What was the first agricultural revolution? The First Agricultural Revolution was the change of human societies from hunting and gathering to farming. The change started worldwide between 10,000 BC and 2000 BC, the developments started taking place in the Middle East.When did it occur? What did humans do? How did it change the way humans lived?The farmers began to breed wild grasses into domesticated grains (wheat, barley, rice, maize, etc.) and to bring dogs, cattle, sheep, goats, pigs, horses, and poultry under their control. In human societies possessing domestic animals, livestock fed more people by furnishing meat, milk, and fertilizer and offered more strength for agricultural techniques like pulling plows. But, although this domestication of animals was in many ways the greatest advancement for thousands of years, it also unleashed a new danger: infectious disease. Pathogens which had once been exclusive to animals transferred to humans, with these animal diseases leaping the species gap and mutating into human diseases. This transmutation of disease is still apparent, as it is believed that humans nowadays share more than sixty micro-organic diseases with dogs, and only slightly fewer with cattle, sheep, goats, pigs, and poultry.Permanent settlements afforded golden opportunities for insects, vermin and parasites. Settlement also increased malaria, as farmland created the warm water-holes and furrows which make perfect breeding environments for mosquitoes.
What was the second agricultural revolution?The second agricultural revolution is generally said to have occurred along with the Industrial Revolution. It came about in part because of the Industrial Revolution and it helped allow the Industrial Revolution to happen. The second agricultural revolution was based on a greater use of technology.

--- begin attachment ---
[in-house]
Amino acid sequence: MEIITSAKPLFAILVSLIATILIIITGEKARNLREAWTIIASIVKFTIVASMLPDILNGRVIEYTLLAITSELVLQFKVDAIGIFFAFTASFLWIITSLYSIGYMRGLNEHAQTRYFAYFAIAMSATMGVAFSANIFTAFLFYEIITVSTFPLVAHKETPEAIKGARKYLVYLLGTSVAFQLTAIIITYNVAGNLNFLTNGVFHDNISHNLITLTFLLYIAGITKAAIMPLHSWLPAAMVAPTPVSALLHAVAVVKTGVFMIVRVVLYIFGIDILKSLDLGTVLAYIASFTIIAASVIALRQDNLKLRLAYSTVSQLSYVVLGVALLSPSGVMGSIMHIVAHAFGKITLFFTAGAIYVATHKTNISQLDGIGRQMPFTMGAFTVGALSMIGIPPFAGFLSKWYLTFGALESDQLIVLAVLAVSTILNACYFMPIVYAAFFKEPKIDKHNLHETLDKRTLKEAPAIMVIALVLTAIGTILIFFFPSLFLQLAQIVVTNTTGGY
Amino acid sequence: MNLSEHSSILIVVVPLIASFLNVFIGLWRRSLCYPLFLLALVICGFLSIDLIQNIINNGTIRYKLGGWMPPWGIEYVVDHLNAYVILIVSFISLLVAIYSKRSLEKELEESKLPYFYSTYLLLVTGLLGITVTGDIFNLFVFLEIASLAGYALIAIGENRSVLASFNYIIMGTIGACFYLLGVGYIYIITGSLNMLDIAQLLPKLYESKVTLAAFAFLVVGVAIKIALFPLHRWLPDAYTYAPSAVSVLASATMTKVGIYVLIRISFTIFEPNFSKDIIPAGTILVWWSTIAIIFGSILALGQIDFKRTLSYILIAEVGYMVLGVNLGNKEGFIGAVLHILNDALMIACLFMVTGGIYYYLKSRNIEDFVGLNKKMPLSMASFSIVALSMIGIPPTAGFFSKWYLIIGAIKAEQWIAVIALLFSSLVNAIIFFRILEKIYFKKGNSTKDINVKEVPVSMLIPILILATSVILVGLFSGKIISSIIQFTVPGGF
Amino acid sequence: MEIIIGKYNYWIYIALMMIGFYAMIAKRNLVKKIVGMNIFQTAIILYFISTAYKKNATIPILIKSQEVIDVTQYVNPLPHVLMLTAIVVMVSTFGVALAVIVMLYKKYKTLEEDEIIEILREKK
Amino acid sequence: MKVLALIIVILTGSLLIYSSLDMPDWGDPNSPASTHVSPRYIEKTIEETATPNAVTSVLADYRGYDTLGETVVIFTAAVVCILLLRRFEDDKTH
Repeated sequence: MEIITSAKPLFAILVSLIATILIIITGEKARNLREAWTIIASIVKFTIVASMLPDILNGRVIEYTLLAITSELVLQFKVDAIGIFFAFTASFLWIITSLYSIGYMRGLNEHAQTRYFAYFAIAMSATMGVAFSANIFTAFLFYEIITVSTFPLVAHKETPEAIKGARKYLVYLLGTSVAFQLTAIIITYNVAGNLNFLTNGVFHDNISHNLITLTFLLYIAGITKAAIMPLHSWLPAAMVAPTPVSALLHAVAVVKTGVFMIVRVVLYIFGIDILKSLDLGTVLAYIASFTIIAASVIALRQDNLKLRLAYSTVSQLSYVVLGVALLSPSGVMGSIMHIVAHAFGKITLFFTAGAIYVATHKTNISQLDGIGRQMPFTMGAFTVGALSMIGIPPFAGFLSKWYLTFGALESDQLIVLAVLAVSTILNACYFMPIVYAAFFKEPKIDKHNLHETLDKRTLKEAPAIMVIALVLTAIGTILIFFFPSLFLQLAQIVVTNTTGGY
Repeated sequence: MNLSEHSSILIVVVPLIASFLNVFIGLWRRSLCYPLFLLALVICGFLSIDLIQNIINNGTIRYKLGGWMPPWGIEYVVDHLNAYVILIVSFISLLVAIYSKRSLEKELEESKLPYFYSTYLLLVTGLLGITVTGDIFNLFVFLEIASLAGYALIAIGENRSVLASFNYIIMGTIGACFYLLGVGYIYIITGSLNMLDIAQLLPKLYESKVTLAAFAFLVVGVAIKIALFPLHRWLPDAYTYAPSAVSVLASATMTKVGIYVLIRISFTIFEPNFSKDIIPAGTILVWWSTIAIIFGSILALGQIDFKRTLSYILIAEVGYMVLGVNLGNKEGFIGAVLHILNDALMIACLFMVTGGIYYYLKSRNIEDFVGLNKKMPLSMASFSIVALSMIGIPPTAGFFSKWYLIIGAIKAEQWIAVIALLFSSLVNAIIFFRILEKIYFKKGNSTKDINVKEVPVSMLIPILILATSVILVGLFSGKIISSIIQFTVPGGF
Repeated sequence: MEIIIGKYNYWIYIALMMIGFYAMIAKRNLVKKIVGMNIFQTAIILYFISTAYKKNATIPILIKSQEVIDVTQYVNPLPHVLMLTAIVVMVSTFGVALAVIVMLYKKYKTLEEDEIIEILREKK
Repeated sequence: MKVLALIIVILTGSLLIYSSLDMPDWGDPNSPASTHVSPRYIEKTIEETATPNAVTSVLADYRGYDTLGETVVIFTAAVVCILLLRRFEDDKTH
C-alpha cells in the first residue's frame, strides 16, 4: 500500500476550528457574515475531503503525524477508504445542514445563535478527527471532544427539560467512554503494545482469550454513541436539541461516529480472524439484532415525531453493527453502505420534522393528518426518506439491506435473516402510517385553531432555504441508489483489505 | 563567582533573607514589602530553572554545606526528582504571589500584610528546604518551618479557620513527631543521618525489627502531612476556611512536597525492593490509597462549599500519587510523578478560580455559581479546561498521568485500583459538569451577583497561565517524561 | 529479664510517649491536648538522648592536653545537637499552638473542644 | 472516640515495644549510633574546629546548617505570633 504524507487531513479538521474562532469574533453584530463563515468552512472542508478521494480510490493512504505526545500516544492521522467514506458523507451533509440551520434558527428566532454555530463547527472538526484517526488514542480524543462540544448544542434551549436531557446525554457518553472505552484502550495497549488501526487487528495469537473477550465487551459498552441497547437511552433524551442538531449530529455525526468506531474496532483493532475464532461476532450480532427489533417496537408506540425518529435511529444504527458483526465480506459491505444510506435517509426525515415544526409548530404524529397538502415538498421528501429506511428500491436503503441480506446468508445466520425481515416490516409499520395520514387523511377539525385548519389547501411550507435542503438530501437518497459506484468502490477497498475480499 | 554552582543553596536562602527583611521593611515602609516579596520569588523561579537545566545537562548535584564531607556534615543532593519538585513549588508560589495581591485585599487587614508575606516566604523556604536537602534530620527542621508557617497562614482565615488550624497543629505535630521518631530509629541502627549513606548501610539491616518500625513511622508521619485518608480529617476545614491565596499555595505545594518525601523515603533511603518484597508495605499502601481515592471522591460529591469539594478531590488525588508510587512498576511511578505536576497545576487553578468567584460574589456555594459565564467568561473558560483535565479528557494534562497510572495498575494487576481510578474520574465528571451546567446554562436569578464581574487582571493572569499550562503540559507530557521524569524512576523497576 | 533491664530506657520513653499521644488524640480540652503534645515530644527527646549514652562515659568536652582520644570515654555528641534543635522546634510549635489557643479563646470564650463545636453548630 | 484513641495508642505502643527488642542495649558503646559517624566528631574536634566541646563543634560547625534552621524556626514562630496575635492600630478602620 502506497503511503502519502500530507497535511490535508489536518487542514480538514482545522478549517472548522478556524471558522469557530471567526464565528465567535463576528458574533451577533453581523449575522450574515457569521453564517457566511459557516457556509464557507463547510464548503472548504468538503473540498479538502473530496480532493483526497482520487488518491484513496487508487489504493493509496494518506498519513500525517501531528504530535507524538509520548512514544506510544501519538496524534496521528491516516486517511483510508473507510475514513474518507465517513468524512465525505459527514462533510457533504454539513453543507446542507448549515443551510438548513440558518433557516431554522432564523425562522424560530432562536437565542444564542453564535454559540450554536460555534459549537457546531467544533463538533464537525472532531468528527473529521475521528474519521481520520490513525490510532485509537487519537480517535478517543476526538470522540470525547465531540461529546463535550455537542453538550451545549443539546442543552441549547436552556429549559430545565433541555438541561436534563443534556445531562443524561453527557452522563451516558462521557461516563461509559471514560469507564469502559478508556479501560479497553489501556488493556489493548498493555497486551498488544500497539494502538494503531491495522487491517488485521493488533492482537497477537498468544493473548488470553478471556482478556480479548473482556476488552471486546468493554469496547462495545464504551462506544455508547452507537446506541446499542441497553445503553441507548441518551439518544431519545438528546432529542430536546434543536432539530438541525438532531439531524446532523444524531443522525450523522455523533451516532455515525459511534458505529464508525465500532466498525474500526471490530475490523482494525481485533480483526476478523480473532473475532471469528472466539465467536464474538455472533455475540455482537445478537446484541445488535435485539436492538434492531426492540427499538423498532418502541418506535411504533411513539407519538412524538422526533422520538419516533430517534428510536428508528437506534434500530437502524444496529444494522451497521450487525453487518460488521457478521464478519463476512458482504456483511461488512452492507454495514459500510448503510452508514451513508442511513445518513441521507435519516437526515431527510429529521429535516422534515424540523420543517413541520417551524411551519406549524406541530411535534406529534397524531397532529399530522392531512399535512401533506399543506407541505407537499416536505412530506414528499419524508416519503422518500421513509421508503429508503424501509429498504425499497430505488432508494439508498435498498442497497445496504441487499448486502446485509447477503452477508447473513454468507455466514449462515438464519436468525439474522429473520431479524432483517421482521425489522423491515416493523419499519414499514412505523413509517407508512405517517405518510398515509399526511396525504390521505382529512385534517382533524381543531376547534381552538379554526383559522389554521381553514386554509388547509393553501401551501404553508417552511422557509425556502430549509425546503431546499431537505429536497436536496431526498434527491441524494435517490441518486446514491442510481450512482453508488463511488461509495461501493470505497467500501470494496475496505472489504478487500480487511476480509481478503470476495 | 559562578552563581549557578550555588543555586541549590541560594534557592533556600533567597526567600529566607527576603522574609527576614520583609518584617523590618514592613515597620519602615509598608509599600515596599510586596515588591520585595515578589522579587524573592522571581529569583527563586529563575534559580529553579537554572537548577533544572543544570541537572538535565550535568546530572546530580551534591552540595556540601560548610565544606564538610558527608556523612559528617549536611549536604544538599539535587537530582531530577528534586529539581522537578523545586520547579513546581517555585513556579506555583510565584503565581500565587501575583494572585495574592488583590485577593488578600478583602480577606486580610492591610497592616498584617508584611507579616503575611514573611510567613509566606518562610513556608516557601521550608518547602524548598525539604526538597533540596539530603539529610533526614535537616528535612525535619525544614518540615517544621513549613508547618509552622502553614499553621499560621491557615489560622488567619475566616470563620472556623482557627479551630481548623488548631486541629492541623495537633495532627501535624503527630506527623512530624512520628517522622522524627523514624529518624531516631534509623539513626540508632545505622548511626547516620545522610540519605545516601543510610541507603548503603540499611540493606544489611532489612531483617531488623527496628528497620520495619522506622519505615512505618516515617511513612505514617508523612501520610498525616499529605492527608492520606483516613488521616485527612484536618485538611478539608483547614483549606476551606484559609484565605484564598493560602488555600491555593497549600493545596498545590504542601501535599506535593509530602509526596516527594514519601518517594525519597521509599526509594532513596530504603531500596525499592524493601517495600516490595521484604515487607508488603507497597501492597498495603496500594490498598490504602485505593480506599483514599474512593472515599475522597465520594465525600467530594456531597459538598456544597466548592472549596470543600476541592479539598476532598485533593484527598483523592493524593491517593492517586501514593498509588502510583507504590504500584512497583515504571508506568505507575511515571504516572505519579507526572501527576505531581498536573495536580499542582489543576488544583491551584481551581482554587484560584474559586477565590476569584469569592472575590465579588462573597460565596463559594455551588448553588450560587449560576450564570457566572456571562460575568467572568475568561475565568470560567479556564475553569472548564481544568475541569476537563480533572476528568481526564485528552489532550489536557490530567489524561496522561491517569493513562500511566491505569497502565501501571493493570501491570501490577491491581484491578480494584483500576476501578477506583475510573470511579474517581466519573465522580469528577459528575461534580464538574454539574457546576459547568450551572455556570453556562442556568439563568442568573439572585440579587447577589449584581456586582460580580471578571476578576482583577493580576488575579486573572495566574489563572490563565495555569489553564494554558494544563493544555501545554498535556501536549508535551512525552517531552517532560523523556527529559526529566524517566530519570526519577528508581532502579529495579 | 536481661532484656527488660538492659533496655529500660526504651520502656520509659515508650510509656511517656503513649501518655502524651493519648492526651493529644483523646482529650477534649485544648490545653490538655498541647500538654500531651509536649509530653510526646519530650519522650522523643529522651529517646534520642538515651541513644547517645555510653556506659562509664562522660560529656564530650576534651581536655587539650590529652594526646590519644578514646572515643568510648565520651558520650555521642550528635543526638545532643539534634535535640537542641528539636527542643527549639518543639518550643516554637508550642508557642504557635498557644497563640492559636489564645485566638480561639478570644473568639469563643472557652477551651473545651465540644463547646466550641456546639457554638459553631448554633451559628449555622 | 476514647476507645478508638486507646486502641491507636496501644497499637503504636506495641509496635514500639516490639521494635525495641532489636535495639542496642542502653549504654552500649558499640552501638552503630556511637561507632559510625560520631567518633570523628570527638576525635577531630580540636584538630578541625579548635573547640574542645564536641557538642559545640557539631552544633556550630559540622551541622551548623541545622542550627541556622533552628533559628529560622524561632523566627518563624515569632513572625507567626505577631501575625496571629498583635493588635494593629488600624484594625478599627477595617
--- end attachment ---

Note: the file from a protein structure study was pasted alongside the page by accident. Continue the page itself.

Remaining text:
When did it occur? What changes happened in farming?There was no single factor, or combination of factors, that led people to take up farming in different parts of the world. In the Near East, for example, it’s thought that climatic changes at the end of the last ice age brought seasonal conditions that favored annual plants like wild cereals. Elsewhere, such as in East Asia, increased pressure on natural food resources may have forced people to find homegrown solutions. But whatever the reasons for its independent origins, farming sowed the seeds for the modern age.
What was(is) the third agricultural revolution?biotechnology is the third. Mechanization began replacing animal and human labor in the United States during the late nineteenth century.
When did it occur? What changes happened in farming?The Third Agricultural Revolution (also called the Green Revolution): The Green Revolution was a period in time when new agricultural practices were created to help farmers all over the world. It was an international effort that was planned to eliminate hunger by improving crop performances. This plan provided new practices that allowed farmers to produce more of the same product within the same amount of land.This rapid diffusion of more productive agriculture techniques occurred throughout the 1970s and the 1980s. The plan had two main practices: the introduction of newer higher-yield seeds and the expanded use of fertilizers. The Green Revolution answered questions from experts about massive global famine.
The Green Revolution has strong cases on why it is a success and a failure. The Green Revolution allowed scientists to create higher-yield hybrids that are adapted to environmental conditions in specific regions. This allowed scientists to predict the maximum annual crop yield in Asia and Latin America, which was about 6,000 kilograms per hectare. The Green Revolution was largely responsible for preventing a food crisis in these regions during the 1970s and 1980s. But the Green Revolution has not proven itself to be a successful strategy in ending world hunger. The question of famine is not that we need more food, but how we distribute it within the world. The Green Revolution does not alter the distribution of economic power—more specifically purchasing land and purchasing power.
What are genetically modified organisms? How do they change farming? What are pros and cons of GMOs? is the result of a laboratory process where genes from the DNA of one species are extracted and artificially forced into the genes of an unrelated plant or animal.genetically modified organisms (GMOs) has rippled through the fields and homesteads of the United States, changing the way farmers conduct their operation. Fueling both the industrialization of agriculture as well as an organic food response, GMOs have pushed the culture of farming in new directions.Pros of GM foods: resistance to insects,tolerance to herbicides,tolerance for heat, cold, or drought,crop yield.Cons of GM foods:Allergies,Antibiotic resistance,Cancer,